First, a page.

Increasing participation in local democracy – Angus Tulloch
Most democrats will agree that increased popular involvement in the political process would strengthen the credibility, direction and execution of governing institutions. This applies to every layer of government. However, given the closer geographical proximity of local authorities to those whom they govern, it should be much easier to allow for greater public participation here than at the national level. I believe this could be done by making the local political process less partisan, more democratic, more effective and less time consuming. As a result, many more people might be prepared to become involved in local administration on a ‘pro bono’ basis, leading to a significant improvement in the quality of oversight. Here are some suggestions for how this could be achieved.
- To make local politics less partisan, candidates should not stand with party labels against their name. There should be more co-opting of specialists and other potentially useful contributors on council committees. For example, a couple of teachers on a council education committee should lead to much better-informed decisions.
- To make local politics more democratic, compulsory voting (as in Australia) should be introduced for elections. Those who did not like any of the candidates would be at liberty to spoil their ballot papers. This would hopefully incentivise councils to be more responsive to the local electorate. No council would want to be highlighted as having one of the highest percentages of spoilt ballot papers in the country.
- To make local politics more effective, councils would employ an ombudsman (reporting to a directly elected Provost) to deal, in the first instance at least, with routine complaints such as council house/road repairs, refuse collection, and the state of public lavatories. This would allow local councillors time to focus on broad policy issues rather than on the mundane.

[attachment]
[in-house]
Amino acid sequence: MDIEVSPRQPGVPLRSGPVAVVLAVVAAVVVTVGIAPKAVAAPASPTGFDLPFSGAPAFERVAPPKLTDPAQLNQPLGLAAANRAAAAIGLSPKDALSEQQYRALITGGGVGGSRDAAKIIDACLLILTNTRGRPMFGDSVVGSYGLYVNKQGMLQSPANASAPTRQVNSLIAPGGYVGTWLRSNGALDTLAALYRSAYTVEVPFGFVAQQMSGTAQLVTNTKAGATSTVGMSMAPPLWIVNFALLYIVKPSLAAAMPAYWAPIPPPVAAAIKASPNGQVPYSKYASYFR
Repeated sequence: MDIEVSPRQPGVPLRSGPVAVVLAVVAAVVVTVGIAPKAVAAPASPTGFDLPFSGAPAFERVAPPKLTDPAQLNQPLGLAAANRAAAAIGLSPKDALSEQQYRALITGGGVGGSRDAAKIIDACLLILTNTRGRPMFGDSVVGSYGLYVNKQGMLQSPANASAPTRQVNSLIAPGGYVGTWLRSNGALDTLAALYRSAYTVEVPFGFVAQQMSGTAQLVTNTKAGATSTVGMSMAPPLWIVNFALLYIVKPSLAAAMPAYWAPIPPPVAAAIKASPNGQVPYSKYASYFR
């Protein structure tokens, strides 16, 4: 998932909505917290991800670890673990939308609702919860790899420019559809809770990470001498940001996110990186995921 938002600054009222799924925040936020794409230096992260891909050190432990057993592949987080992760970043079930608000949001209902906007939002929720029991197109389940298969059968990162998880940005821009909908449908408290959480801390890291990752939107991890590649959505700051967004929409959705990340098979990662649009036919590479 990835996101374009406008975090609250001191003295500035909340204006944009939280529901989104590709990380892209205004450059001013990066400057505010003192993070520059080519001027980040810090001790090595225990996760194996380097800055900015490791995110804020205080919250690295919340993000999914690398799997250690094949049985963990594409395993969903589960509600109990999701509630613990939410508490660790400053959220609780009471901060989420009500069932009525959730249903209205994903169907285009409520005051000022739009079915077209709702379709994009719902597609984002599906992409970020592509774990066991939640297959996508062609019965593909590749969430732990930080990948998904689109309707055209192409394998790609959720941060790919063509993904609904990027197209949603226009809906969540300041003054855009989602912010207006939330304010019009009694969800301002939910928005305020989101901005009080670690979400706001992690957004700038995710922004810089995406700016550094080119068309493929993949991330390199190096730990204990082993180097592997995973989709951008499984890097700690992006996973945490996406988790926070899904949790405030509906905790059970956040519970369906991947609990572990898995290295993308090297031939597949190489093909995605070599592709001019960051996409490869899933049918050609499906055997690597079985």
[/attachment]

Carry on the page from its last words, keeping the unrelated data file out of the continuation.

- To make local politics less time consuming, fewer council meetings would take place and, when held, would be at times in the week that the vast majority of councillors could make. Their role would mirror that of a non-executive director on a company board — providing an interface with shareholders (the local public in this case) as well as strategic vision, but above all ensuring day to day administration was in competent hands.
As such a role would be much more interesting, status enhancing and compatible with their day jobs, there would be plenty of candidates keen to participate even if, as is proposed, the vast majority of them would not be paid but only receive expenses. A small minority of councillors, elected by secret ballot of their peers, would be remunerated and at higher rates than at present. These would be responsible for chairing council committees, as well as coordinating relationships with the council executives, the local ombudsman, other councils and organisations. The considerable savings, resulting from not paying most local councillors, would be used to fund the ombudsman’s office. Furthermore, pro bono councillors are likely to act much more independently than if paid.
As well as improving the quality of local authority democracy and governance, such a change to the political process would provide a natural career path into national politics. Councillors would normally have their public service credentials tested through a stint as an elected but unpaid public representative, before being elected to a paid post. Paid councillors would gain substantial administrative oversight experience while in this role, and hopefully learn the benefits of a less partisan approach to politics too. Few will probably want to become MPs or MSPs, but those that did might well be able to contribute more, and much more quickly, than the average prospective candidate for Holyrood and Westminster.
There will of course be considerable opposition from vested interests to these proposals. Those councillors, previously remunerated but not voted into paid posts, may well not wish to continue in public service and some compensation might be in order here. Council executives may well prefer the cosy relationships they have developed with local party leaders to the less predictable oversight of more independent- minded councillors. However, if these changes produce more open and vibrant local government, as I believe they would, the public at large would be much better off in the quality and value of services provided.
Angus Tulloch is former Joint-Managing Partner of Stewart Investors